This is all easier said than done, though.  First of all, figuring out the correct angle at which to cut the plank wasn't all that easy.  The manual wasn't much help and neither were most of the blogs out there.  Sean's blog mentioned touched on it, but I was unable to translate his writing into practice.  So I experimented.  Angle meters, projecting lines, mathematics...ack!  I didn't use the same method twice until the final three or four planks, and by then the method that I settled on was to more-or-less eyeball it and use intuition.  The lack of engineering rigour in this approach bugs me a little, but, hey, it worked.  Cutting was much easier, after one attempt with the miter saw, I switches to the circular saw and never looked back.

Bevelling the planks was even trickier.  Finding the correct angle to cut was quite an exercise...again the intuitive approach ended working out the best, but sadly I only learnt that on the final planks.   Cutting them was even trickier.  After a lot of wasted time with a belt sander and a few dubious flirtations with some crazier tools, I switched to the boatbuilder's ultimate weapon, the simple block plane.  This worked better than anything, but took a lot of muscle power. 

A beautifully beveled board.

It took many trial fits to get it right.
To complement the centerline accent board, I laminated up two more figured maple/bloodwood planks to place outboard.  I really like to look of those pieces!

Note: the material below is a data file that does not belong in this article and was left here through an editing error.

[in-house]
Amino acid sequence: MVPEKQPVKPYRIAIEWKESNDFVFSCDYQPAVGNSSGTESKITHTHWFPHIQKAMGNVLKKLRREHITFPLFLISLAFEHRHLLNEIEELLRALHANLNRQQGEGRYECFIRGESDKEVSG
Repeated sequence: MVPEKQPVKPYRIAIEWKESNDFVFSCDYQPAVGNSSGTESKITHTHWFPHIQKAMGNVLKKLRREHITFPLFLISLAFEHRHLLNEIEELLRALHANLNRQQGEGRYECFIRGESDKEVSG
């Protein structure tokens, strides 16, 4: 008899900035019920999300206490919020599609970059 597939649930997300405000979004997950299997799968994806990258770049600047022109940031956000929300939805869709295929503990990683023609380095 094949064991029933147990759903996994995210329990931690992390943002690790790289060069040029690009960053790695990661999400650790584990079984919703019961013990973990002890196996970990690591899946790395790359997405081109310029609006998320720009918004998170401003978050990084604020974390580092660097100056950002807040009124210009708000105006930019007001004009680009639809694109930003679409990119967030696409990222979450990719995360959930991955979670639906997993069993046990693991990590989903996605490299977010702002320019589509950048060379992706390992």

The outboardmost planks were extra tricky.  Folyptus.  I measured the required length of the plank, along with the location and dimension of it's maximum breadth, and then used a batten to strick a fair line.  After a quick cut with the circular saw, a ton of plane work, and plenty of test fitting, I was satisfied.

It took many hours of work to get this far.  Note the accent plank and the extra-wide plank outboard of it.

After that, I just had to repeat everything on the opposite side and I had a great looking cabin sole.  It took way longer than I expected, but it was all fun carpentry-type work, so that was nice.  And I'm very happy with the way it turned out, appearance-wise.  It is also really comfortable; I sat there quite a while after finishing, enjoying the fruits of my labors.  I even explored what it feels like to lay down aboard. 

After waking up, I took a long batten and struck a fair curve along the outboard edges of the sole and will trim the remove all the planks and trim them back to that line.  Then I'll have to round over the edges of the planks, sand, sand, sand, and then finish the planks. 
Finally finished

With the cabin sole in, I couldn't help but sit back and rest a bit.

This quickly devolved into a slightly more relaxed posture.  How great is it to have a project you can lay down in and snooze whilst building it? 

Using a batten to strike a fair curve along the edges of the sole.